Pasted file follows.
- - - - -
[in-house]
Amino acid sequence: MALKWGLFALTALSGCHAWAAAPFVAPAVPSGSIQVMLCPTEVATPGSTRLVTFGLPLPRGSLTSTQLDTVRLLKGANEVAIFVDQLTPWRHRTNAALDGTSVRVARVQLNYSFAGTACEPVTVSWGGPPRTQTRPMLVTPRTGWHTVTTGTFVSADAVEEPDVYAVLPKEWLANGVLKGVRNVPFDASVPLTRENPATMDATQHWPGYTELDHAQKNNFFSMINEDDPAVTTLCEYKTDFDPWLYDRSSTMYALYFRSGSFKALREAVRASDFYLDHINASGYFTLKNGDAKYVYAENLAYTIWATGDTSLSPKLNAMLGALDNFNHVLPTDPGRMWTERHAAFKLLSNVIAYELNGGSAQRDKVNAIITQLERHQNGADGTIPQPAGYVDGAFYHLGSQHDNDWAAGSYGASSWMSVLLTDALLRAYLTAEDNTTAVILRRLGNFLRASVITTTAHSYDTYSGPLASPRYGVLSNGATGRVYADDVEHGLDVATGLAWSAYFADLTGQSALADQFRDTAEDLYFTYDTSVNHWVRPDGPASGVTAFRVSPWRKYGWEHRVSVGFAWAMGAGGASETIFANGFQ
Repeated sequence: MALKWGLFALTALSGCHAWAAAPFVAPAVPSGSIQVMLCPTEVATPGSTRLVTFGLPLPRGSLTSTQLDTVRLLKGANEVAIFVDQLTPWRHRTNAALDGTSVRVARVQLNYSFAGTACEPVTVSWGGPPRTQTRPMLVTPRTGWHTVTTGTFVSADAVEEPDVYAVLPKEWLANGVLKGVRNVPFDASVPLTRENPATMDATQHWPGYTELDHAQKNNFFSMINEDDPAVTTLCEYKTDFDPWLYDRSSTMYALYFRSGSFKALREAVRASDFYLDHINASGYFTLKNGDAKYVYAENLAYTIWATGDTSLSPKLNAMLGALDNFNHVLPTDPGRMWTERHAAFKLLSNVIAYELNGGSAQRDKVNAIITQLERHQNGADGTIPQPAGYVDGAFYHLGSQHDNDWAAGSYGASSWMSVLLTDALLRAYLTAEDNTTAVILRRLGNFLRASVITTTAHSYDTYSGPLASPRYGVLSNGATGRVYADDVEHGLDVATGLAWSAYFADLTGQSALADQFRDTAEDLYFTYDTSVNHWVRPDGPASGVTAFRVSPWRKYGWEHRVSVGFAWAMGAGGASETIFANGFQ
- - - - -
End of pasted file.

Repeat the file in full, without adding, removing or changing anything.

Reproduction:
[in-house]
Amino acid sequence: MALKWGLFALTALSGCHAWAAAPFVAPAVPSGSIQVMLCPTEVATPGSTRLVTFGLPLPRGSLTSTQLDTVRLLKGANEVAIFVDQLTPWRHRTNAALDGTSVRVARVQLNYSFAGTACEPVTVSWGGPPRTQTRPMLVTPRTGWHTVTTGTFVSADAVEEPDVYAVLPKEWLANGVLKGVRNVPFDASVPLTRENPATMDATQHWPGYTELDHAQKNNFFSMINEDDPAVTTLCEYKTDFDPWLYDRSSTMYALYFRSGSFKALREAVRASDFYLDHINASGYFTLKNGDAKYVYAENLAYTIWATGDTSLSPKLNAMLGALDNFNHVLPTDPGRMWTERHAAFKLLSNVIAYELNGGSAQRDKVNAIITQLERHQNGADGTIPQPAGYVDGAFYHLGSQHDNDWAAGSYGASSWMSVLLTDALLRAYLTAEDNTTAVILRRLGNFLRASVITTTAHSYDTYSGPLASPRYGVLSNGATGRVYADDVEHGLDVATGLAWSAYFADLTGQSALADQFRDTAEDLYFTYDTSVNHWVRPDGPASGVTAFRVSPWRKYGWEHRVSVGFAWAMGAGGASETIFANGFQ
Repeated sequence: MALKWGLFALTALSGCHAWAAAPFVAPAVPSGSIQVMLCPTEVATPGSTRLVTFGLPLPRGSLTSTQLDTVRLLKGANEVAIFVDQLTPWRHRTNAALDGTSVRVARVQLNYSFAGTACEPVTVSWGGPPRTQTRPMLVTPRTGWHTVTTGTFVSADAVEEPDVYAVLPKEWLANGVLKGVRNVPFDASVPLTRENPATMDATQHWPGYTELDHAQKNNFFSMINEDDPAVTTLCEYKTDFDPWLYDRSSTMYALYFRSGSFKALREAVRASDFYLDHINASGYFTLKNGDAKYVYAENLAYTIWATGDTSLSPKLNAMLGALDNFNHVLPTDPGRMWTERHAAFKLLSNVIAYELNGGSAQRDKVNAIITQLERHQNGADGTIPQPAGYVDGAFYHLGSQHDNDWAAGSYGASSWMSVLLTDALLRAYLTAEDNTTAVILRRLGNFLRASVITTTAHSYDTYSGPLASPRYGVLSNGATGRVYADDVEHGLDVATGLAWSAYFADLTGQSALADQFRDTAEDLYFTYDTSVNHWVRPDGPASGVTAFRVSPWRKYGWEHRVSVGFAWAMGAGGASETIFANGFQ